LITTLE ROCK, Ark. (AP) — Arkansas lawmakers on Thursday voted to audit the purchase of a $19,000 lectern for Gov. Sarah Huckabee Sanders, delving into an unusual controversy that’s prompted questions about the seemingly high cost of the item and claims that the governor’s office violated the state’s open-records law.
The all-Republican executive committee of the Legislative Joint Auditing Committee also voted to audit the Republican governor’s travel and security expenditures that were retroactively shielded from public release under a new Freedom of Information Act exemption Sanders signed last month.
The 39-inch tall (1-meter), blue and wood-paneled lectern was purchased in June with a state credit card for $19,029.25. It has become the focus of intense scrutiny in recent weeks and has gained national attention. The Republican Party of Arkansas reimbursed the state for the purchase on Sept. 14, and Sanders’ office has called the use of a state credit card for the lectern an accounting error. Sanders’ office said it received the lectern in August.
Documents released by the state this week have deepened questions about the purchase, including whether the original plan was for the state GOP to repay the state for it.
“If there’s other documents that contradict things, if there’s other emails, then that will be up to (Legislative Audit) so they can get those so this body can have all the information in a detailed, written report that will be done in a public meeting so we can look at it and make some informed decisions,” Hickey told the panel.
Sanders, who served as press secretary for former President Donald Trump and was inaugurated in January, has dismissed questions about the lectern. Spokeswoman Alexa Henning said in a statement Thursday that Sanders “welcomes the audit and encourages legislators to complete it without delay.” Henning repeated Sanders’ contention that the lectern questions are a “manufactured controversy.”
Tom Mars, an attorney, told Hickey in a letter this month that he has a client with firsthand knowledge that the governor’s office interfered with Freedom of Information Act requests. An email released this week showed an employee of the governor added an undated note to the original June invoice for the lectern that read “to be reimbursed” after the GOP paid the state in September.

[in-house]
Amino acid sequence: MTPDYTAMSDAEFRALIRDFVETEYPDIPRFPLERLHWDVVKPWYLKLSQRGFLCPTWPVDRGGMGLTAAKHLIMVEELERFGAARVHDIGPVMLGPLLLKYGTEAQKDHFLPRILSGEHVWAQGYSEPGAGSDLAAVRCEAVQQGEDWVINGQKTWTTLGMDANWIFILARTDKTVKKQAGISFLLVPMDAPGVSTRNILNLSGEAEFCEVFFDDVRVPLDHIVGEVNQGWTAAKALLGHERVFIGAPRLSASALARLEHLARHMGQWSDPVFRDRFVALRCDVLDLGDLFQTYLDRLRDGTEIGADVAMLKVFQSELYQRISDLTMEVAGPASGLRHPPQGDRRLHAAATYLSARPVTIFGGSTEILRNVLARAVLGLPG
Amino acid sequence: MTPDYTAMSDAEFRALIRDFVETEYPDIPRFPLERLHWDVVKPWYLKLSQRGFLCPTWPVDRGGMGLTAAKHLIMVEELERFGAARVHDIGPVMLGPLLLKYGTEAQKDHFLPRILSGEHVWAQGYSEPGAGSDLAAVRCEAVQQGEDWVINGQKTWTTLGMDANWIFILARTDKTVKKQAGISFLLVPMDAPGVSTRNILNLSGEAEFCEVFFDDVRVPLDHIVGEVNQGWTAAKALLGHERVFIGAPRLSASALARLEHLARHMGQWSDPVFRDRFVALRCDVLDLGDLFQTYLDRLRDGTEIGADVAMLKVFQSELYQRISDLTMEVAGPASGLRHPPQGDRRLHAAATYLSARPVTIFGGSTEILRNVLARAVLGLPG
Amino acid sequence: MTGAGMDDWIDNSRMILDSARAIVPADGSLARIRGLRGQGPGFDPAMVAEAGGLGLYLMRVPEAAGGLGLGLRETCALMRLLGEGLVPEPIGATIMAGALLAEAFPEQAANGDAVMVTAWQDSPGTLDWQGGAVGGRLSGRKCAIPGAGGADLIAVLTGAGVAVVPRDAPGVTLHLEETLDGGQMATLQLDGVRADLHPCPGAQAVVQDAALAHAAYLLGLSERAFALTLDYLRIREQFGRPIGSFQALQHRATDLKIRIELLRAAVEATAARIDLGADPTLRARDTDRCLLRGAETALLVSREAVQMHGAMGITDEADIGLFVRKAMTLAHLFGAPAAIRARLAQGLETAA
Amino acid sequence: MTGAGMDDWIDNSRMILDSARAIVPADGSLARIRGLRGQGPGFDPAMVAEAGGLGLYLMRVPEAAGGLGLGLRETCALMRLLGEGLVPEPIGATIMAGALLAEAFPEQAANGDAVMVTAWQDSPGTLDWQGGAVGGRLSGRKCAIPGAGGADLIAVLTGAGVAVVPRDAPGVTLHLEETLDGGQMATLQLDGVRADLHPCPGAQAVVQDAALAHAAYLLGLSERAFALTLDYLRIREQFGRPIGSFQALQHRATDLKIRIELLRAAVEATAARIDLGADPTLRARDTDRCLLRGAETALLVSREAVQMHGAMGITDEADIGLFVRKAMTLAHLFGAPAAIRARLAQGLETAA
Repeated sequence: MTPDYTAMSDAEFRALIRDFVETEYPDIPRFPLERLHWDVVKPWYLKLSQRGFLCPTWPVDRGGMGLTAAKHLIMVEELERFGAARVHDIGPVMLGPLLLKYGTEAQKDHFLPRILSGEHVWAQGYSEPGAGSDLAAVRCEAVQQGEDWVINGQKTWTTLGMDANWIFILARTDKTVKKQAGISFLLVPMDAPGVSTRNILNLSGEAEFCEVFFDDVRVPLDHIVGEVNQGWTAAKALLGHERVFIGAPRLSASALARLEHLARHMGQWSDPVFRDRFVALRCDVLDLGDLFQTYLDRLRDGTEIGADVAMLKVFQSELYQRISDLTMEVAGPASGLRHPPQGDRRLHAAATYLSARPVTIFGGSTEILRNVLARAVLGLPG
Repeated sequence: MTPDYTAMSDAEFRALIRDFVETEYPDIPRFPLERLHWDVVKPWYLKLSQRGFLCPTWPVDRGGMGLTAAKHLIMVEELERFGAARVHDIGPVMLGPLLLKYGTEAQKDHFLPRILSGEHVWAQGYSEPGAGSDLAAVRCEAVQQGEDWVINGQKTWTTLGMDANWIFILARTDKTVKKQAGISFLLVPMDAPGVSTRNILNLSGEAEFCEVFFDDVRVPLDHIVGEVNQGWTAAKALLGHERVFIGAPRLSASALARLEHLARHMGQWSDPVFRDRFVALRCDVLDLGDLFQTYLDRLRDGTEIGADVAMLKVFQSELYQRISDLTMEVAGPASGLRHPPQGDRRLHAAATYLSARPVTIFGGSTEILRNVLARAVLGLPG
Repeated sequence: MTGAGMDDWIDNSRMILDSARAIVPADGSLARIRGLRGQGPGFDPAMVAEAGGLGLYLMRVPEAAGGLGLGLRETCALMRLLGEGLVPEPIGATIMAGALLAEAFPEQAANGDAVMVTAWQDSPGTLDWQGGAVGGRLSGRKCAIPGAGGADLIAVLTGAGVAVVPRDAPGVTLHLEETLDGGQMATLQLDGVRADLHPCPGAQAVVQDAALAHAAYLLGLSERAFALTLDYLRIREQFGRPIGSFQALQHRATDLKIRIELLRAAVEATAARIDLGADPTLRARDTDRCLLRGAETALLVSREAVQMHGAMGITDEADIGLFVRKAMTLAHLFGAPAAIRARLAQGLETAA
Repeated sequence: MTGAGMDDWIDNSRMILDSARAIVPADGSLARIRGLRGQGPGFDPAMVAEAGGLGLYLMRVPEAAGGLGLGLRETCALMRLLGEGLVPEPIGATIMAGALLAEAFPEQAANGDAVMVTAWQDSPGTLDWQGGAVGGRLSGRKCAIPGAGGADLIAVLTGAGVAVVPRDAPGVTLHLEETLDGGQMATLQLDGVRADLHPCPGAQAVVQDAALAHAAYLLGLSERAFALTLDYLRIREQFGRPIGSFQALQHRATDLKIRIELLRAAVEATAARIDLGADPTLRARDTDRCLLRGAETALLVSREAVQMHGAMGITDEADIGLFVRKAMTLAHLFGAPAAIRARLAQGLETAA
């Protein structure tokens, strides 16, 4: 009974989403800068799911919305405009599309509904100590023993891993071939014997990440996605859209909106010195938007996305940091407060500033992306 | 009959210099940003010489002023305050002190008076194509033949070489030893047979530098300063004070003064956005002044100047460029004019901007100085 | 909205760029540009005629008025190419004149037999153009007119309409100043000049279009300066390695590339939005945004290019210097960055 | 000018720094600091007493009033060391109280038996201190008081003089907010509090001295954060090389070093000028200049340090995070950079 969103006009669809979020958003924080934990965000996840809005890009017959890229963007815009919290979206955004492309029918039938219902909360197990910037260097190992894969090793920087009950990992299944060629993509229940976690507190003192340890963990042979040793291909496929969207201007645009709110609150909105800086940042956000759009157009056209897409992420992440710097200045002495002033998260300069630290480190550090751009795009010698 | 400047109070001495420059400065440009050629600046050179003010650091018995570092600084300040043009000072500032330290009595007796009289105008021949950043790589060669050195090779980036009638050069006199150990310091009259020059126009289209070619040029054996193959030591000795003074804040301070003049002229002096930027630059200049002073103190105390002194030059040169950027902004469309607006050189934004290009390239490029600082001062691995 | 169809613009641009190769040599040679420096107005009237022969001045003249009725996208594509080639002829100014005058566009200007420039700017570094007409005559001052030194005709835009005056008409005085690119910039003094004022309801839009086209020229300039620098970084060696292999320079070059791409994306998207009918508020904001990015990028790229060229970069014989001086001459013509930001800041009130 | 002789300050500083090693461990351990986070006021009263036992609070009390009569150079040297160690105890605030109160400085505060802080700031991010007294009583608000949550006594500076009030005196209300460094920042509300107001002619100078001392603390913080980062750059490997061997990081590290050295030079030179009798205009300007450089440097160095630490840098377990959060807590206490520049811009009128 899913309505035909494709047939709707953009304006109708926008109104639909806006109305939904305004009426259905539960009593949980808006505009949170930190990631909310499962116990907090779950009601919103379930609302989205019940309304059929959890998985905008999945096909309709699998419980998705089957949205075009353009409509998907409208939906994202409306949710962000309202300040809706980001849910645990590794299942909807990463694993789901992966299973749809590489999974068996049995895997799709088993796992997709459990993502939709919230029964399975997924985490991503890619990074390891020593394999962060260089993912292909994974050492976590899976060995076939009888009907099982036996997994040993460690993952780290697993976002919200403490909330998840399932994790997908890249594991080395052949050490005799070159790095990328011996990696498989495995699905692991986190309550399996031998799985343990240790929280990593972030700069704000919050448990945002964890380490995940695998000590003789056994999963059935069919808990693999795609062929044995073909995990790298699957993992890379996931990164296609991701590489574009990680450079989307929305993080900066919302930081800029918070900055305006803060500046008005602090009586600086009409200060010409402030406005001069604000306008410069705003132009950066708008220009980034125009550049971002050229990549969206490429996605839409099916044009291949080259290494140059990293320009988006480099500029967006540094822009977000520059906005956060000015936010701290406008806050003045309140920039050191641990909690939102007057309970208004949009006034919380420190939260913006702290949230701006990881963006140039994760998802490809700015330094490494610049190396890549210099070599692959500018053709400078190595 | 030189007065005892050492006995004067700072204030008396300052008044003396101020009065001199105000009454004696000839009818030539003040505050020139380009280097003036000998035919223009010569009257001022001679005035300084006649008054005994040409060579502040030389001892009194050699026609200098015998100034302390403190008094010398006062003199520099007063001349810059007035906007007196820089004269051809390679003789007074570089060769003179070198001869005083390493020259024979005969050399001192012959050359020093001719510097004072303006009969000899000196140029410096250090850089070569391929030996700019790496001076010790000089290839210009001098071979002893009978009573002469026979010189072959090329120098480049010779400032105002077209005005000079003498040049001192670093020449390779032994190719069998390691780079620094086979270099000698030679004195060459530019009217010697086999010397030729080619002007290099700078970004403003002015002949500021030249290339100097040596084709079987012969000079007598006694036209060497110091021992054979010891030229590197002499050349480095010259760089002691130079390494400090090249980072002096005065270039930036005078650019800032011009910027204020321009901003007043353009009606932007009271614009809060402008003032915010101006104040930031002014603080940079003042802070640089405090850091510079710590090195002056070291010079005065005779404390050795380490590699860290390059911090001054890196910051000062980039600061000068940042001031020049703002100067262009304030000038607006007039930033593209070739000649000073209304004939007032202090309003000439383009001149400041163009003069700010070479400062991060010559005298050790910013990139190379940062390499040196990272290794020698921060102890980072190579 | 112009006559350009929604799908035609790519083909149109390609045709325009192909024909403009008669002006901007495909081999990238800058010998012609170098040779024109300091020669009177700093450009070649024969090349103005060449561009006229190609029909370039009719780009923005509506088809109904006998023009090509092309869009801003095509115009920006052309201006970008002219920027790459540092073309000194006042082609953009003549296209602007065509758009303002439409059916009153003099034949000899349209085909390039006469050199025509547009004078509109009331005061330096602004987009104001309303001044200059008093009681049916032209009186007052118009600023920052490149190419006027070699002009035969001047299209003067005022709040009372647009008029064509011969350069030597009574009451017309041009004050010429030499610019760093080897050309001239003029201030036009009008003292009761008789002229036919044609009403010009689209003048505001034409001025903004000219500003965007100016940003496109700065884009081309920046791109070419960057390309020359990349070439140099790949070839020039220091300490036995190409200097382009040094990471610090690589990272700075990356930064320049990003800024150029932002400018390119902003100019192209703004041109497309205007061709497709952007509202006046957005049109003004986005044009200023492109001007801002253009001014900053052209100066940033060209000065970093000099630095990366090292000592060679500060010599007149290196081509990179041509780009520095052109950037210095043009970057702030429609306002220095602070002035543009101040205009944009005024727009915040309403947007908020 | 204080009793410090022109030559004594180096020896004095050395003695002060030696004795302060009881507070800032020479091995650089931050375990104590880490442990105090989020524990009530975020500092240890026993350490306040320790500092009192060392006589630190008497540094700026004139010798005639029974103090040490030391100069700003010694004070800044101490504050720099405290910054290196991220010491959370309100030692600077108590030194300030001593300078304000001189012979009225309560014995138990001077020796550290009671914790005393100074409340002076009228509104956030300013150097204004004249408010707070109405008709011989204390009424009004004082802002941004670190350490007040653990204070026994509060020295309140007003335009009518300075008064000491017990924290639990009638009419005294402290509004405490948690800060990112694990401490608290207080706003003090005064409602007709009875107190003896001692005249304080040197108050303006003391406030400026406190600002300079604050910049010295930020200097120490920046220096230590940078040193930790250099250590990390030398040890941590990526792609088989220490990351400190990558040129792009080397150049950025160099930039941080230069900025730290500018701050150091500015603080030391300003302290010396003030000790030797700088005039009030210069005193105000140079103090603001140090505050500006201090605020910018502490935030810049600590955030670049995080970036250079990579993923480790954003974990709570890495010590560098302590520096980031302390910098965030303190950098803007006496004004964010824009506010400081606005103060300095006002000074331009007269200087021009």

Sanders’ office has not said what features contributed to the lectern’s seemingly high cost. The price also included a road case, taxes, shipping and a 3% credit card processing fee. Beckett Events LLC, the Virginia firm listed as the seller, has not responded to questions about the lectern.
The lectern’s purchase was uncovered by Matthew Campbell, a blogger and attorney who has sued Arkansas State Police and claimed the agency withheld documents about Sanders’ security and travel. Days after Campbell filed his initial lawsuit, Sanders proposed broad exemptions to the state’s Freedom of Information Act that would have restricted public access to a large number of government records.
Sanders signed the travel and security exemptions after she and lawmakers scaled back the original proposal, which faced a backlash from media groups, transparency advocates and some conservatives. The new law covers records going back to June 1, 2022.
The audits will be handled by Legislative Audit, which conducts more than 1,000 reviews of state agencies, school districts and local governments every year. The office also has subpoena power for witnesses and documents.
Legislative Auditor Roger Norman said the audits will begin Friday if the full Joint Auditing Committee signs off on the request. Rep. Jimmy Gazaway, co-chairman of the executive committee that approved the request, said he hoped to see the audits completed by the end of the year.
“We have broad statutory authority to look at anything and everything as far as public documents and also seek from private entities that deal in transactions with the state,” Norman told the panel before the vote.
The panel defeated a proposal to table the audit of the travel and security records after some lawmakers questioned whether it was too broad of a review.
“It seems a bit like a fishing expedition to me,” Republican Rep. Grant Hodges said.
But Republican Sen. John Payton said he saw the audit as “exercising oversight that was spelled out” in the law Sanders signed restricting her travel and security records.